On Tuesday, February 18, 2020 at 7:30 pm Anna Deavere Smith performed Snapshots: Portraits of a World in Transition. Her performance consisted of acting out several of her interviews with people around America, bringing her interviews to life.
Anna Deavere Smith, revered as a genius who created ‘a new form of theater’ held a performance at the Colwell Playhouse in Krannert Center on Tuesday, February 18.
By Aejin Shin
Anna Deavere Smith. Who is she? According to
her program profile, she is an actor, playwright, and educator. These days,
thanks to the FAA110 class, I am watching many performances at the krannert
center. Some of them I was able to understand the content by seeing the title
of the show (like Shanghai Ballet and Drumfolk), but others were impossible to
grasp until I saw the show, like Somi. This performance is in the latter case.
Until I entered the concert hall, I had no idea what kind of show I was going
to see today. Nor did I know if she was a singer, comedian, or even an actor,
because I had no background knowledge of her. However, it took only five
minutes to fall into her charms.
This was definitely a new kind of show.
There were no fancy stage settings or costumes for the performance, nor were
there any other performers. However, she had the ability to dominate the stage
by herself. She interviewed others, then recorded their voices and changed the
recordings into a performance.
Anna Deavere Smith’s performance made her
show very special. It was completely different from news stories,
documentaries, and dramas that tell only objective truths. She delivered to the
audience what she wanted to convey through her acting. Her performance was
quite different from any other performances that I’ve seen at the Krannert
Center. Her performance was neither news, nor drama, nor stand-up comedy, but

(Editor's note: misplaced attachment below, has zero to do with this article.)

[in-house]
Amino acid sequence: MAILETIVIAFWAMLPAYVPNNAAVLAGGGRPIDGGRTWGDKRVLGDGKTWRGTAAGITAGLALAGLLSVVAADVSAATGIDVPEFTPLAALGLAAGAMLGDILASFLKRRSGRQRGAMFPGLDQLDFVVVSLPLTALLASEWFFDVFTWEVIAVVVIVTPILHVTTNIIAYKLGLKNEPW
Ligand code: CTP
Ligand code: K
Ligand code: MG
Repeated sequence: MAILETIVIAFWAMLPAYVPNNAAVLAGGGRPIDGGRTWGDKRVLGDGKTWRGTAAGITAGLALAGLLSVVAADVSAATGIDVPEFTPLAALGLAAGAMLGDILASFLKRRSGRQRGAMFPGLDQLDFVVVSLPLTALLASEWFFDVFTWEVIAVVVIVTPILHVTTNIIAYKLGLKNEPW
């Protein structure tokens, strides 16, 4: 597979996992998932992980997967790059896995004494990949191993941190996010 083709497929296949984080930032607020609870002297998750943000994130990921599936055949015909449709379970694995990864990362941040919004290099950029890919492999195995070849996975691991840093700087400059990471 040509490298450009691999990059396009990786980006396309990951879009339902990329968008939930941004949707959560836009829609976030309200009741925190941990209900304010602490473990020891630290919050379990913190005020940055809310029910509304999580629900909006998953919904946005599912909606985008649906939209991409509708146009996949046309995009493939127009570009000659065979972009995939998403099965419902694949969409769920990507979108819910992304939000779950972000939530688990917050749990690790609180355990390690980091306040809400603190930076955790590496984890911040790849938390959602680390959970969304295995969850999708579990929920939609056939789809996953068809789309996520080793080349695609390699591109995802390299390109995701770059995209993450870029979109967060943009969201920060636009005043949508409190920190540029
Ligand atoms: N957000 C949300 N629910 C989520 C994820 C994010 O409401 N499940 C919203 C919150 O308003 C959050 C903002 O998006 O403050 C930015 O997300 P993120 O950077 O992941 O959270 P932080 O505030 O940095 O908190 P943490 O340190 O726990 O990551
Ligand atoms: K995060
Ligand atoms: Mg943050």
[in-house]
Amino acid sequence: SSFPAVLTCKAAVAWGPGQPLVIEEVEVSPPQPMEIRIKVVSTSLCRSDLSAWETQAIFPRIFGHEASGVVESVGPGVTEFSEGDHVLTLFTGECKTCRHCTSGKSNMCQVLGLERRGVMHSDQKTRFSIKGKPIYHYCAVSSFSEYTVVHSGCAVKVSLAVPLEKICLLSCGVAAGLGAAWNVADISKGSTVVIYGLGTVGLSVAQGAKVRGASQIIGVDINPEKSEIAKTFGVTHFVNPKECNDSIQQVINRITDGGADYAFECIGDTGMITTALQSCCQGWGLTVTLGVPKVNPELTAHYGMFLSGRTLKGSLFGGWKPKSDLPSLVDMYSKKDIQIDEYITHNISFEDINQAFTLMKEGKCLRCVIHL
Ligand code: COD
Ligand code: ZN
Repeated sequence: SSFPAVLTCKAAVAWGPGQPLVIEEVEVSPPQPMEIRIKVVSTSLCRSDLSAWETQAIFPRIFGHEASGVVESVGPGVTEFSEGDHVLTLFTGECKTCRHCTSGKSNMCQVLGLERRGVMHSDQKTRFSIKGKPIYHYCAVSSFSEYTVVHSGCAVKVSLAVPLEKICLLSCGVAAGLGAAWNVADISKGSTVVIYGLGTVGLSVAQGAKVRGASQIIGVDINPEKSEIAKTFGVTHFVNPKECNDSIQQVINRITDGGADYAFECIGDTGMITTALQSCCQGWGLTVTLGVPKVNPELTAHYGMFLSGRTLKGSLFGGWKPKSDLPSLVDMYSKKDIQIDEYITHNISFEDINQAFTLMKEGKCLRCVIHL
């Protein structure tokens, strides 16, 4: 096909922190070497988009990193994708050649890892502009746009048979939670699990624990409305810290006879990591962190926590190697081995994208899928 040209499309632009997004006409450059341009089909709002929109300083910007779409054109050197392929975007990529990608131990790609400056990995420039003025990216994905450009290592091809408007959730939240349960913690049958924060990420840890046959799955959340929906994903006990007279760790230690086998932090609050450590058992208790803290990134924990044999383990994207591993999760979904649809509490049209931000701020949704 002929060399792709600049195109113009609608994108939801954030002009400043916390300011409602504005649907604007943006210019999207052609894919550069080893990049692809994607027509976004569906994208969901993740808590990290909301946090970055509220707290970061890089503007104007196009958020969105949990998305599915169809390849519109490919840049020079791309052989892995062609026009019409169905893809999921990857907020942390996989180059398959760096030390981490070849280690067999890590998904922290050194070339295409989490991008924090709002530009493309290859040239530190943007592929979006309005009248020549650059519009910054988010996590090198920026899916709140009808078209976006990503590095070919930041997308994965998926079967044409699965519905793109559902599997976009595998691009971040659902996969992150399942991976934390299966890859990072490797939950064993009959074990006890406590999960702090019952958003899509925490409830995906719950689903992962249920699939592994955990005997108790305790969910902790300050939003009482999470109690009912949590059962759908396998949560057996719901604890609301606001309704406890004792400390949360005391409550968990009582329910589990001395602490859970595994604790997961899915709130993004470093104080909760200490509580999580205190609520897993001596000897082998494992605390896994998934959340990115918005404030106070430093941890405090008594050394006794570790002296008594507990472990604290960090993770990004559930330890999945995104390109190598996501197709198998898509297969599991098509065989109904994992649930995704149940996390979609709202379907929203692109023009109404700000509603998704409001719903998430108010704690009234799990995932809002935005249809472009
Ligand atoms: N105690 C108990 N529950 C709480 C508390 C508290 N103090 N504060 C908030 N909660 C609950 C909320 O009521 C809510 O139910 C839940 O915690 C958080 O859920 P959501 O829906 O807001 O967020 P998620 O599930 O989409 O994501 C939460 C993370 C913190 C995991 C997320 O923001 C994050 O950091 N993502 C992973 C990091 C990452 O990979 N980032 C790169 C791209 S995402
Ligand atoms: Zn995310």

humorously allowed people to know the exact truth. She tries to express
Americans’ diverse opinions on various social issues. She has already
interviewed more than 2,000 people so far. Smith acts out a variety of people
by making variations in her voice. She describes people with gestures as well
as her voice.
She also communicated with the audience
through questions and answers after the performance. I didn’t fully understand
the stories, but I thought it was wonderful to have a moment like this. She
could use the audience’s questions as more material for her next performance.
Anna Deavere Smith performed on February 18, 2020 at the Colwell Playhouse in the Krannert Center for Performing Arts. With her, she brought an interesting form of story-telling and impersonations in a bit she called “Forms of Protests”–also know as, “Getting Through the Day”.
Written by Zackarya Faci
Smith’s performance consisted of a myriad of interviews from people across America. She would take the interviews she conducted and interpret them in a way she could present to the audience. Each story came with an impersonation of the interviewee–which helped sell the emotions the individuals were feeling at the time. Smith would use different voices, interjections, and stutter; all these aspects made it feel as though we, the audience, were conducting the interview and Smith was replying to us.
Famous playwright, actor, and educator, Anna Deavere Smith, brought her performance to Colwell Playhouse at Krannert Center on Tuesday, February 18. She was praised for creating ” a new form of theatre– a blend of art, social commentary, and journalism.”
Written by Bingchen Li
If you ask me, what is the last show I will watch before I die, I will definitely answer Anna Deavere Smith’s performance. During her performance, she does not have fancy costumes, props, and other performers, what she uses for the performance, is her voice. She interviewed different people first, and then recorded them and turned the conversations into performance, by herself. It is amazing that she can imitate those people perfectly that you can clearly know the emotional condition of the character, the age of the character, and the views from the characters.